If you think you're going to try cover crops for the first time this fall and have 100% success, you may not be a candidate to grow cover crops. "You have to manage them," says Ron Althoff of BioTill, Effingham, Ill. "They're like anything else in farming. You need to learn how to manage them to get the benefit form them that you're after."
Dan Towery, Ag Conservation Solutions, LLC, Lafayette, agrees. He has advised many growers and organizations on what to do and not do when it comes to cover crops. Here are some basics both agronomists agree upon.
First, seed when the crop should be seeded. One farmer reports seeding cereal rye around November 1 last year and having a tremendous crop. If you tried to get by with that with some other covers, including annual ryegrass, it would probably be a disaster, they note.
Second, know why you want to grow a cover crop. If it's a compacted field, you may want to grow forage radishes, planted in the fall, Towery says. They are good at opening up big channels closer to the surface than some other cover crops. However, they tend to winterkill in most winters, the last one excluded, and can have a pungent odor when they decay.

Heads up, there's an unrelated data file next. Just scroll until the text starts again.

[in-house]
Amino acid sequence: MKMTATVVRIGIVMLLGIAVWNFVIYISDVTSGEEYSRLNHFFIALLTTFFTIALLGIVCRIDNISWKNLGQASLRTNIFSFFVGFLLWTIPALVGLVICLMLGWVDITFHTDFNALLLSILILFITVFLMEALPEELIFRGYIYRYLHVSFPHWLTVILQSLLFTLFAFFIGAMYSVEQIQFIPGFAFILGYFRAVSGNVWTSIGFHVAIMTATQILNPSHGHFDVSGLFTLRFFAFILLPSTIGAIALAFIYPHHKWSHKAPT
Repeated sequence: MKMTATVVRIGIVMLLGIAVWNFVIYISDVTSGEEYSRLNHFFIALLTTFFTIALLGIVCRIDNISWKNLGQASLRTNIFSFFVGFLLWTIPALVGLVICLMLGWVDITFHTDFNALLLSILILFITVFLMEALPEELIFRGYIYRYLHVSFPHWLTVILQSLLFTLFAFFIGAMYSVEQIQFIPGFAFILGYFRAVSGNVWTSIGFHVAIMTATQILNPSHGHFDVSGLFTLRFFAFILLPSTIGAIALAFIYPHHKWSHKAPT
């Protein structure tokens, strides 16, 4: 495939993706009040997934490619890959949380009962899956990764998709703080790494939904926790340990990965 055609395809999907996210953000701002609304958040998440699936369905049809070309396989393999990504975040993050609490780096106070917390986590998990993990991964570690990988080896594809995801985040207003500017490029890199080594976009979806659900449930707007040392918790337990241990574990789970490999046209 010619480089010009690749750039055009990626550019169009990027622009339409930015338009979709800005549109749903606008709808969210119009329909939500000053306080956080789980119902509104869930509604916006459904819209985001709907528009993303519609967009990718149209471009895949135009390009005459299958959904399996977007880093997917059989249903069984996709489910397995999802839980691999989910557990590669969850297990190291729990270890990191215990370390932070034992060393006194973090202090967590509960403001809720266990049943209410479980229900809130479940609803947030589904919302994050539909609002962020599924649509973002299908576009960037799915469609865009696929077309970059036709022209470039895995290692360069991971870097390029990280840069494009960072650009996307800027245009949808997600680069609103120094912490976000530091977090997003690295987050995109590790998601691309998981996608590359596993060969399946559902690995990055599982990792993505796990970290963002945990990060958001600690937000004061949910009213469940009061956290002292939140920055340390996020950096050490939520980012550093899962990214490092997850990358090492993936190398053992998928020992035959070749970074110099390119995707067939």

Third, use a legume if you want to produce nitrogen for the crop. Hairy vetch is one choice and can produce a large amount of nitrogen, especially if allowed to grow until the second or third week of May, depending upon the season, Althoff says. Waiting that long to plant may or may not fit into your plans.
Austrian peas also are a good nitrogen producer, and another legume.At the field day they were tall and producing pods and seed. That was simply because Wenning planted them in the spring for identification purposes at the field day. They won't look like that if you plant them in the fall, Towery says.